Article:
Martin Memmel (DFKI, Knowledge Management Department & University of Kaiserslautern, Germany) presented Sharing CAM to Support Personalized Information Retrieval, co-authored with Andreas Dengel. The paper describes a service oriented architecture that allows the collection and integration of various user observation components in workplace scenarios.

Eleftheria Tomadaki (Open University, UK) presented Attention Metadata Visualizations: Plotting Attendance and Reuse, co-authored with Peter J. Scott and Kevin A. Quick. This paper describes work in progress on using attention metadata to track user activities in videoconferencing. User participation in videoconferencing events and replays of recorded events is tracked and visualized.

The workshop concluded with a discussion of what participants found relevant for their own work at their home institution. Some of the interesting observations from that discussion include:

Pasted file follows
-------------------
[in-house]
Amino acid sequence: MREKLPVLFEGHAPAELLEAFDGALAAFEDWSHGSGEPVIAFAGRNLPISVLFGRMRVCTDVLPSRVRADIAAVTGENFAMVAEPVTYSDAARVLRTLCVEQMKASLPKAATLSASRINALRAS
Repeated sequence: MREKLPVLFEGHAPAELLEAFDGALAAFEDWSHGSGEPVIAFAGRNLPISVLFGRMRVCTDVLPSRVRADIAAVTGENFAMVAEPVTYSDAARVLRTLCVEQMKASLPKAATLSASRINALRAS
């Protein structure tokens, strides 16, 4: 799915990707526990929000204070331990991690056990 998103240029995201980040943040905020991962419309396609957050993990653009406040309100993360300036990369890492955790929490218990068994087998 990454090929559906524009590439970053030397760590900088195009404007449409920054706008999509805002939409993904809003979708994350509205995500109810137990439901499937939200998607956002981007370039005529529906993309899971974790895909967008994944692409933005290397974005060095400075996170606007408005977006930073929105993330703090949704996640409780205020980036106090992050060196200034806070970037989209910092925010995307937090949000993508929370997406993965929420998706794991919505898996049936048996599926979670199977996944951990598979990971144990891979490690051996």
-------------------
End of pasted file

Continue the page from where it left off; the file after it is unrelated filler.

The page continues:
• Blogs are becoming an important source for web traffic.
  • Social communities can be identified through attention metadata, for example, based on the tags people provide and accesses to similar material.
  • There is an emerging business activity around attention metadata.
  • There are some early approaches and schemas for integrating attention metadata collected from various applications. Some approaches consider sources of attention metadata like eye tracking and sensor data.
  • The value of attention metadata derives from its capability of enabling access to the appropriate information at the right time, right place and in the right medium. In addition, attention metadata is an interesting enabler of feedback about activities, e.g., helping people understand who is reading what they publish.
  • Little work is done on processing attention metadata. Most of the current work focuses on collecting, and to some extent, merging this data.
  • Little work was presented on the privacy issues surrounding attention metadata.

The presentations from the CAMA Workshop were recorded and are, along with the papers and slides, accessible at <>. Proceedings of the workshop are published at <>.

Copyright © 2007 Jehad Najjar, Martin Wolpers and Erik Duval